When asked about Nelson’s inclusion in the emails, the county said Nelson was in Washington, D.C. during the time period around the email for meetings on transportation funding issues and potential projects for inclusion in a transportation bill.

“We verified with Commissioner Nelson: He and Commissioner Stauber were not traveling together, nor did Nelson take part in any meetings with Stauber,” county spokeswoman Dana Kazel said, adding that Nelson met with Sen. Amy Klobuchar and others in the state’s federal legislative delegation.

The Stauber emails were released by St. Louis County after it fought to keep the emails private, citing an incorrect reading of state data practices statute. The Minnesota Democratic-Farmer-Labor Party sued the county last week to get release of the emails. Tenth District Court Judge Stoney Hiljus heard arguments in the case in Duluth on Friday.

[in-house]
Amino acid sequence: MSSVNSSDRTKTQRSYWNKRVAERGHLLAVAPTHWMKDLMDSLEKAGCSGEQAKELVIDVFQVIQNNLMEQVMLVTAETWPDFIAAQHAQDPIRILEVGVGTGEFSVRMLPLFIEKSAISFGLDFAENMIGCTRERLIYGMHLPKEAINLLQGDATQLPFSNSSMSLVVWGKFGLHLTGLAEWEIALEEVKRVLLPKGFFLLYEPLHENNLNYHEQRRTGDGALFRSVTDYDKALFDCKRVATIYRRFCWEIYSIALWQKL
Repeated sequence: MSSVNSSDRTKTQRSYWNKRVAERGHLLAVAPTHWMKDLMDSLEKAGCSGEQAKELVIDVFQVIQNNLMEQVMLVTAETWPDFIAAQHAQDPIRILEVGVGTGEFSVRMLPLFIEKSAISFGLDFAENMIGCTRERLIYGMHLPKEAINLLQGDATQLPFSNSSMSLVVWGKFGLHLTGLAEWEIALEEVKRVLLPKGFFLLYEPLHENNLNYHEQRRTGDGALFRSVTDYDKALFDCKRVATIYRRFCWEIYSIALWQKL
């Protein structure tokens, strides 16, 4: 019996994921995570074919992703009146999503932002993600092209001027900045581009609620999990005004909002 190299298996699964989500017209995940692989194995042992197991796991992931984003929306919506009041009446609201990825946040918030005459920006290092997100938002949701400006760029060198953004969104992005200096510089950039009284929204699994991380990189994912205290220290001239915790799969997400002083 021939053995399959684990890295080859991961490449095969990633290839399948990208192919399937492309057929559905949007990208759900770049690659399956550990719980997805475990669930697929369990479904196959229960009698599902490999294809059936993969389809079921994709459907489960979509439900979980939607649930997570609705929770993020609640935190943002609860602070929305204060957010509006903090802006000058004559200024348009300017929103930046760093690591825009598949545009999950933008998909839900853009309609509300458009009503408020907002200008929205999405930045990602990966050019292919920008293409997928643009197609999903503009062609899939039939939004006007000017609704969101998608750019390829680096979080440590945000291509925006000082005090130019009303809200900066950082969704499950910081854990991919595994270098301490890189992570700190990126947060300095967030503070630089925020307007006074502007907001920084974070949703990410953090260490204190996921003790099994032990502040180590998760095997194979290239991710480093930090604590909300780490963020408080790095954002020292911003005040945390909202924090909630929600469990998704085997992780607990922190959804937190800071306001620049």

“It’s outrageous that it took a court order for Pete Stauber to do the right thing and release these unlawful emails,” said DFL chairman Ken Martin, who notably attacked the process but failed to criticize a single example from the emails in his commentary - a nod to the overall banality of the campaign correspondence.

Stauber is the Republican candidate in an expensive and high-profile 8th Congressional District race which also features Democrat Joe Radinovich and Independence Party candidate Ray “Skip” Sandman. The candidates were set to square off in Chisholm on Tuesday night for the last of five debates. The emails figured to be a topic at the debate.